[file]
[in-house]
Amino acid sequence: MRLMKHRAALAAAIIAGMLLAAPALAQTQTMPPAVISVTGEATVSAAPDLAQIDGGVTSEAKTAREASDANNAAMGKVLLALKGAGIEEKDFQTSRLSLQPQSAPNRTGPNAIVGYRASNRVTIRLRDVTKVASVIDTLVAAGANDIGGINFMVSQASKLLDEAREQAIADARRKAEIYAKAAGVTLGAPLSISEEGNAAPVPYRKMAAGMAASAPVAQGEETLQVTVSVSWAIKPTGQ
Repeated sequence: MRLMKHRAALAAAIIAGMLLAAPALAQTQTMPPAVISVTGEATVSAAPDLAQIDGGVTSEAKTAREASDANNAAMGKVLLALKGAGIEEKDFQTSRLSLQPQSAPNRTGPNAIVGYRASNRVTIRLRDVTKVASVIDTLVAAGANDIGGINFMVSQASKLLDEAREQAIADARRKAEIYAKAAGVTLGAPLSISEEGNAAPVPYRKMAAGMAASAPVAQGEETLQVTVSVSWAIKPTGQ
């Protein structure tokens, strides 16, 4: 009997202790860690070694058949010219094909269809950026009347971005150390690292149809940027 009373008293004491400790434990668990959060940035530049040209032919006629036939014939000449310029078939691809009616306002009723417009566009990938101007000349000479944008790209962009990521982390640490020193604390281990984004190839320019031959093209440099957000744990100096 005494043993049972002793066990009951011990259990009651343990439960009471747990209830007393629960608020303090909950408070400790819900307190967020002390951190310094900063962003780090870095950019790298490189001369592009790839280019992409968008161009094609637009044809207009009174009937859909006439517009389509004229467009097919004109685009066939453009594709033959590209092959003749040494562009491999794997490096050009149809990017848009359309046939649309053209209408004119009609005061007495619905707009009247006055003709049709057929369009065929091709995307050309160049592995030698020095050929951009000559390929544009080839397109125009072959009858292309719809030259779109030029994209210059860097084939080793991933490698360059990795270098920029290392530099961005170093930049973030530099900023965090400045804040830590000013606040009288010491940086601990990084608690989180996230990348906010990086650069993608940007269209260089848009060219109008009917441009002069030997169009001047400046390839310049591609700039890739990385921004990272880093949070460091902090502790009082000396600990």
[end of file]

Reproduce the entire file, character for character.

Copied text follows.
[in-house]
Amino acid sequence: MRLMKHRAALAAAIIAGMLLAAPALAQTQTMPPAVISVTGEATVSAAPDLAQIDGGVTSEAKTAREASDANNAAMGKVLLALKGAGIEEKDFQTSRLSLQPQSAPNRTGPNAIVGYRASNRVTIRLRDVTKVASVIDTLVAAGANDIGGINFMVSQASKLLDEAREQAIADARRKAEIYAKAAGVTLGAPLSISEEGNAAPVPYRKMAAGMAASAPVAQGEETLQVTVSVSWAIKPTGQ
Repeated sequence: MRLMKHRAALAAAIIAGMLLAAPALAQTQTMPPAVISVTGEATVSAAPDLAQIDGGVTSEAKTAREASDANNAAMGKVLLALKGAGIEEKDFQTSRLSLQPQSAPNRTGPNAIVGYRASNRVTIRLRDVTKVASVIDTLVAAGANDIGGINFMVSQASKLLDEAREQAIADARRKAEIYAKAAGVTLGAPLSISEEGNAAPVPYRKMAAGMAASAPVAQGEETLQVTVSVSWAIKPTGQ
């Protein structure tokens, strides 16, 4: 009997202790860690070694058949010219094909269809950026009347971005150390690292149809940027 009373008293004491400790434990668990959060940035530049040209032919006629036939014939000449310029078939691809009616306002009723417009566009990938101007000349000479944008790209962009990521982390640490020193604390281990984004190839320019031959093209440099957000744990100096 005494043993049972002793066990009951011990259990009651343990439960009471747990209830007393629960608020303090909950408070400790819900307190967020002390951190310094900063962003780090870095950019790298490189001369592009790839280019992409968008161009094609637009044809207009009174009937859909006439517009389509004229467009097919004109685009066939453009594709033959590209092959003749040494562009491999794997490096050009149809990017848009359309046939649309053209209408004119009609005061007495619905707009009247006055003709049709057929369009065929091709995307050309160049592995030698020095050929951009000559390929544009080839397109125009072959009858292309719809030259779109030029994209210059860097084939080793991933490698360059990795270098920029290392530099961005170093930049973030530099900023965090400045804040830590000013606040009288010491940086601990990084608690989180996230990348906010990086650069993608940007269209260089848009060219109008009917441009002069030997169009001047400046390839310049591609700039890739990385921004990272880093949070460091902090502790009082000396600990």